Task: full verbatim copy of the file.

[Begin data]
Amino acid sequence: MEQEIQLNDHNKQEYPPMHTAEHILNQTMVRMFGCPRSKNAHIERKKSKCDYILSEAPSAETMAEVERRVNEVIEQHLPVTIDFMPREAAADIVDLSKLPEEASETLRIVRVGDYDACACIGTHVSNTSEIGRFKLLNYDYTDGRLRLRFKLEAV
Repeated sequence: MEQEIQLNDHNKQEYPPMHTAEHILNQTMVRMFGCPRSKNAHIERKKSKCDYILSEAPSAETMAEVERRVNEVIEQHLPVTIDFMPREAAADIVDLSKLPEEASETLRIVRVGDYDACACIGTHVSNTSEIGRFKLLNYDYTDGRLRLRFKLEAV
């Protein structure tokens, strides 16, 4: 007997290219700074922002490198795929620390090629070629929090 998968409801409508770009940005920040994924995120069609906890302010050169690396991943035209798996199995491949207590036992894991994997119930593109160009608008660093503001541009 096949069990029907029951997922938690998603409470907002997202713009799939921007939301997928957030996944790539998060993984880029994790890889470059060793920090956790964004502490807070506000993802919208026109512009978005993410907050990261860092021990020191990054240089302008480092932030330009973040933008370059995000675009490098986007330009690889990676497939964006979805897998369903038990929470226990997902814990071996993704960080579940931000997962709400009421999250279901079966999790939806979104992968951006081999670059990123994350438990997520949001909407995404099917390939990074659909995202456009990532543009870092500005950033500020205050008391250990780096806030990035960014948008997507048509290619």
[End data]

Amino acid sequence: MEQEIQLNDHNKQEYPPMHTAEHILNQTMVRMFGCPRSKNAHIERKKSKCDYILSEAPSAETMAEVERRVNEVIEQHLPVTIDFMPREAAADIVDLSKLPEEASETLRIVRVGDYDACACIGTHVSNTSEIGRFKLLNYDYTDGRLRLRFKLEAV
Repeated sequence: MEQEIQLNDHNKQEYPPMHTAEHILNQTMVRMFGCPRSKNAHIERKKSKCDYILSEAPSAETMAEVERRVNEVIEQHLPVTIDFMPREAAADIVDLSKLPEEASETLRIVRVGDYDACACIGTHVSNTSEIGRFKLLNYDYTDGRLRLRFKLEAV
């Protein structure tokens, strides 16, 4: 007997290219700074922002490198795929620390090629070629929090 998968409801409508770009940005920040994924995120069609906890302010050169690396991943035209798996199995491949207590036992894991994997119930593109160009608008660093503001541009 096949069990029907029951997922938690998603409470907002997202713009799939921007939301997928957030996944790539998060993984880029994790890889470059060793920090956790964004502490807070506000993802919208026109512009978005993410907050990261860092021990020191990054240089302008480092932030330009973040933008370059995000675009490098986007330009690889990676497939964006979805897998369903038990929470226990997902814990071996993704960080579940931000997962709400009421999250279901079966999790939806979104992968951006081999670059990123994350438990997520949001909407995404099917390939990074659909995202456009990532543009870092500005950033500020205050008391250990780096806030990035960014948008997507048509290619």